We’re keeping an eye on Tesla after Elon Musk reached a deal to buy Twitter earlier this week. Musk has sold roughly $8.5 billion worth of Tesla shares in the last couple of days. We’ll get a little into the weeds about the dynamics playing out as the Twitter deal closes. Plus, the fallout after the Jan. 6 insurrection continues — we’ll update you on what’s happening in the courts. And a COVID-19 vaccine for young kids may be on the way. Then, the hosts play a round of Half Full/Half Empty. Finally, a big thank you to producer Marque Greene for all his hard work as he wraps up his stint on “Make Me Smart.” But don’t worry, he’s not going far.

Here’s everything we talked about today:

Tell us what you think about today’s show. Email us at makemesmart@marketplace.org or leave us a voice message at 508-827-6278, or 508-U-B-SMART.

Apr 30, 2022
Wait, the Russians are making MORE money on oil?
00:16:45

Some days the news can really throw you for a loop, and this Thursday is one of them. President Joe Biden has asked Congress for an additional $33 billion to help Ukraine. The call for more funds comes as reports that Russia’s revenue from energy sales has almost doubled since it launched the war on its neighbor. We’ll look at why Russia continues to benefit despite the numerous sanctions levied against it. There’s also a hard conversation about the measures climate activists have taken in hopes of speeding up our response to the global climate crisis. And we do our best to bring you back up as we end things with a couple of Make Me Smiles.

If you or someone you know is struggling with suicidal thoughts, anxiety or depression, call the National Suicide Prevention Lifeline at 1-800-273-8255 or text the Crisis Text Line at 741741.

Here’s everything we talked about on the show today:

Join us Friday for Economics on Tap. We’ll be livestreaming on YouTube starting at 3:30 p.m. Pacific time, 6:30 p.m. Eastern.

Apr 29, 2022
What your grocery store is telling us about supply chains
00:17:25

This Whaddya Wanna Know Wednesday, Kai and Kimberly are tackling your questions about the supply chain — from how we could look at shortages and backlogs as pandemic indicators to why it seems like processed foods are less likely to sell out at the grocery store. And we’ll make you smart fast on Elon Musk’s plan to purchase Twitter.

Here’s everything we talked about on the show today:

Do you have a question for Whaddya Wanna Know Wednesday? Send a voice memo or email to makemesmart@marketplace.org, or leave us a voicemail at 508-U-B-SMART (508-827-6278).

Apr 28, 2022
The American (rental) dream?
00:26:41

If you drive around suburbia these days, you might come across entire communities of newly constructed homes with all the amenities of an apartment. But these aren’t your average tract homes. These are subdivisions made exclusively for renters instead of homeowners.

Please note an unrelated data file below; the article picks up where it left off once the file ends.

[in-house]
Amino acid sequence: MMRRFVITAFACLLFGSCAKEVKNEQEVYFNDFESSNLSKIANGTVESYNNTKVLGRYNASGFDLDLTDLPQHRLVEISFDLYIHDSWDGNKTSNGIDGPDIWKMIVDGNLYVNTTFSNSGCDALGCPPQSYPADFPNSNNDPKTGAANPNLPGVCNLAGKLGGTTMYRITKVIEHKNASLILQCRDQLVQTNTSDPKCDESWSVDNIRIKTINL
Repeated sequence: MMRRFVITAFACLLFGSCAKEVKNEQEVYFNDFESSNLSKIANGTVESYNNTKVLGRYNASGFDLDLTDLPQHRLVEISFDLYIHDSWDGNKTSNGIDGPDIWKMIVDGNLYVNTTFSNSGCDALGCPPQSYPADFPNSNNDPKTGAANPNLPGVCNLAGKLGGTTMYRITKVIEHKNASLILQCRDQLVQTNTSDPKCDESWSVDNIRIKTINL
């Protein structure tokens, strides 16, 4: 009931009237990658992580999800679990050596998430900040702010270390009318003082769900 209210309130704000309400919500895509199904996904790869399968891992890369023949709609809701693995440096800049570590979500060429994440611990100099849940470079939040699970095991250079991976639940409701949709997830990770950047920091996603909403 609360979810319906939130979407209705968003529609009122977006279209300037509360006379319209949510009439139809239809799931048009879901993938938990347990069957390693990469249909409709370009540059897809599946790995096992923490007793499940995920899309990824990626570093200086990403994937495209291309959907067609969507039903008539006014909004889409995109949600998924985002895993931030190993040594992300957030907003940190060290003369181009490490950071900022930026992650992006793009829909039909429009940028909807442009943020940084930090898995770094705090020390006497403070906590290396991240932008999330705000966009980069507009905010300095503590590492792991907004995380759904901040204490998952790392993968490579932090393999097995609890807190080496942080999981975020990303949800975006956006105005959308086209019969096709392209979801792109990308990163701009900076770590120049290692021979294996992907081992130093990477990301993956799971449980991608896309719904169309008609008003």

It’s all part of the build-to-rent trend, one of the fastest growing sectors in the housing industry.

On today’s show, we’ll talk about the build-to-rent trend and what it means for the housing market, homeownership and building generational wealth in this country.

For today’s Newsfix, we’re sticking with the housing theme. Amy Scott, our housing correspondent, talks about her biggest takeaways from the latest S&P CoreLogic Case-Shiller U.S. National Home Price Index. It’s wild! Plus, what the heck is going on with Twitter’s stock?

Then, we’ll hear from listeners about taxes, Taco Bell and dinosaurs!

Here’s everything we talked about today:

We’re still taking questions for Whaddya Wanna Know Wednesday. You can submit yours at makemesmart@marketplace.org or (508) 827-6278, also conveniently known as 508-UB-SMART.

Apr 27, 2022
I guess Elon wasn’t joking about Twitter
00:15:27

Plenty of things to make us go huh on this Monday edition of Make Me Smart. Of course, there’s the news surrounding billionaire Elon Musk, who’s very real offer to purchase Twitter was accepted by the company’s board of directors today. We’ll get to that after we talk about a dip in global oil demand following the wave of lockdowns across China as that country deals with new COVID-19 outbreaks. We’ll end the show with a couple of Make Me Smiles, including one about a small town jumping through hoops for recognition.

Here’s everything we talked about on the show today:

Have a question or comment about something you heard on the show?  Email us at makemesmart@marketplace.org or leave us a voice message at 508-827-6278 or 508-U-B-SMART.

Apr 26, 2022
Pfizer’s COVID-19 pill could soon be easier to find
00:23:43

Today on Economics on Tap, we’re talking about the Biden administration’s plan to make Paxlovid, Pfizer’s COVID-19 antiviral pill, available in pharmacies across the United States. It might be easier said than done. Plus, Iran has tolerated economic sanctions for decades. Will the same hold true for Russia? We’ll also discuss the speedy demise of CNN+ and Google’s time-lapsed images showing the effects of climate change. We end with a round of Half Full/Half Empty. Today’s categories: Netflix (with ads!), a slowed-down U.S. Postal Service, Earth Day, national parks reservation systems and the return of Taco Bell’s Mexican pizza.

Here’s everything we talked about on the show today:

Tell us what you think about today’s show. Email us at makemesmart@marketplace.org or leave us a voice message at 508-827-6278, or 508-U-B-SMART.